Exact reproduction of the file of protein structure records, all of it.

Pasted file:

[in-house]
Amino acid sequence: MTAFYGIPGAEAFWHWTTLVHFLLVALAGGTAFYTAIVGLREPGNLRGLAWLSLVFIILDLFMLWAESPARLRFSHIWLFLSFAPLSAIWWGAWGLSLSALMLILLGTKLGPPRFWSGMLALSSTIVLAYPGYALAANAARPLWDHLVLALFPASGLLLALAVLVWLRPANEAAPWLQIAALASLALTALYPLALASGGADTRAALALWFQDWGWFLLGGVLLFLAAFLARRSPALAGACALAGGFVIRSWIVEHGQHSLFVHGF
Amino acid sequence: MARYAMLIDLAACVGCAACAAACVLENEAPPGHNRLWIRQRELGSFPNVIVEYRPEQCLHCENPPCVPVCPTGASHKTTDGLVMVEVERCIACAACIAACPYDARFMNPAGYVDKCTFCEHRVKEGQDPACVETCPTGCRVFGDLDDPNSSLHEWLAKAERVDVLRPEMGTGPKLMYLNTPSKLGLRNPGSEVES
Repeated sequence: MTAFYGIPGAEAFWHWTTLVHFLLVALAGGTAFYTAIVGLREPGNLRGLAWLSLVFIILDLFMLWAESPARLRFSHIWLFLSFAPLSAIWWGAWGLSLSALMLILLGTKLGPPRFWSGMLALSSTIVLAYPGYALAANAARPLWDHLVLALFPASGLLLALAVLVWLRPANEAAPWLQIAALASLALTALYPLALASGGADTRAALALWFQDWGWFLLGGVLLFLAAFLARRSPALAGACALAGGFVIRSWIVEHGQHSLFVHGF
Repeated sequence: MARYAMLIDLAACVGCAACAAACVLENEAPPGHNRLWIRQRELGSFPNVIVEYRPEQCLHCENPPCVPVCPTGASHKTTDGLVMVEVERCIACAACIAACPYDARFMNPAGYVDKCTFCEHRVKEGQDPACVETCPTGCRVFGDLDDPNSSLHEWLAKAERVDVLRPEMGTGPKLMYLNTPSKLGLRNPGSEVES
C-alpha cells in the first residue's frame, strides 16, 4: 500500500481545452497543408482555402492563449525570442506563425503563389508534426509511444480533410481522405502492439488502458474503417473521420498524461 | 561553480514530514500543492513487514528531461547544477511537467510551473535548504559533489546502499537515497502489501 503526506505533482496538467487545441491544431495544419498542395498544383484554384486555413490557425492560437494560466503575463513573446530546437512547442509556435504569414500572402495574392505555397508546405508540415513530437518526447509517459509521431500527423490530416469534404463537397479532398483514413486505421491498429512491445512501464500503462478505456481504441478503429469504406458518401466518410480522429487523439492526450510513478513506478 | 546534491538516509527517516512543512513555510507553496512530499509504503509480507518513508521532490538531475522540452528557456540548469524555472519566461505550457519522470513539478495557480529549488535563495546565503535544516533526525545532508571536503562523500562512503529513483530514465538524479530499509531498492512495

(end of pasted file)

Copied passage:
[in-house]
Amino acid sequence: MTAFYGIPGAEAFWHWTTLVHFLLVALAGGTAFYTAIVGLREPGNLRGLAWLSLVFIILDLFMLWAESPARLRFSHIWLFLSFAPLSAIWWGAWGLSLSALMLILLGTKLGPPRFWSGMLALSSTIVLAYPGYALAANAARPLWDHLVLALFPASGLLLALAVLVWLRPANEAAPWLQIAALASLALTALYPLALASGGADTRAALALWFQDWGWFLLGGVLLFLAAFLARRSPALAGACALAGGFVIRSWIVEHGQHSLFVHGF
Amino acid sequence: MARYAMLIDLAACVGCAACAAACVLENEAPPGHNRLWIRQRELGSFPNVIVEYRPEQCLHCENPPCVPVCPTGASHKTTDGLVMVEVERCIACAACIAACPYDARFMNPAGYVDKCTFCEHRVKEGQDPACVETCPTGCRVFGDLDDPNSSLHEWLAKAERVDVLRPEMGTGPKLMYLNTPSKLGLRNPGSEVES
Repeated sequence: MTAFYGIPGAEAFWHWTTLVHFLLVALAGGTAFYTAIVGLREPGNLRGLAWLSLVFIILDLFMLWAESPARLRFSHIWLFLSFAPLSAIWWGAWGLSLSALMLILLGTKLGPPRFWSGMLALSSTIVLAYPGYALAANAARPLWDHLVLALFPASGLLLALAVLVWLRPANEAAPWLQIAALASLALTALYPLALASGGADTRAALALWFQDWGWFLLGGVLLFLAAFLARRSPALAGACALAGGFVIRSWIVEHGQHSLFVHGF
Repeated sequence: MARYAMLIDLAACVGCAACAAACVLENEAPPGHNRLWIRQRELGSFPNVIVEYRPEQCLHCENPPCVPVCPTGASHKTTDGLVMVEVERCIACAACIAACPYDARFMNPAGYVDKCTFCEHRVKEGQDPACVETCPTGCRVFGDLDDPNSSLHEWLAKAERVDVLRPEMGTGPKLMYLNTPSKLGLRNPGSEVES
C-alpha cells in the first residue's frame, strides 16, 4: 500500500481545452497543408482555402492563449525570442506563425503563389508534426509511444480533410481522405502492439488502458474503417473521420498524461 | 561553480514530514500543492513487514528531461547544477511537467510551473535548504559533489546502499537515497502489501 503526506505533482496538467487545441491544431495544419498542395498544383484554384486555413490557425492560437494560466503575463513573446530546437512547442509556435504569414500572402495574392505555397508546405508540415513530437518526447509517459509521431500527423490530416469534404463537397479532398483514413486505421491498429512491445512501464500503462478505456481504441478503429469504406458518401466518410480522429487523439492526450510513478513506478 | 546534491538516509527517516512543512513555510507553496512530499509504503509480507518513508521532490538531475522540452528557456540548469524555472519566461505550457519522470513539478495557480529549488535563495546565503535544516533526525545532508571536503562523500562512503529513483530514465538524479530499509531498492512495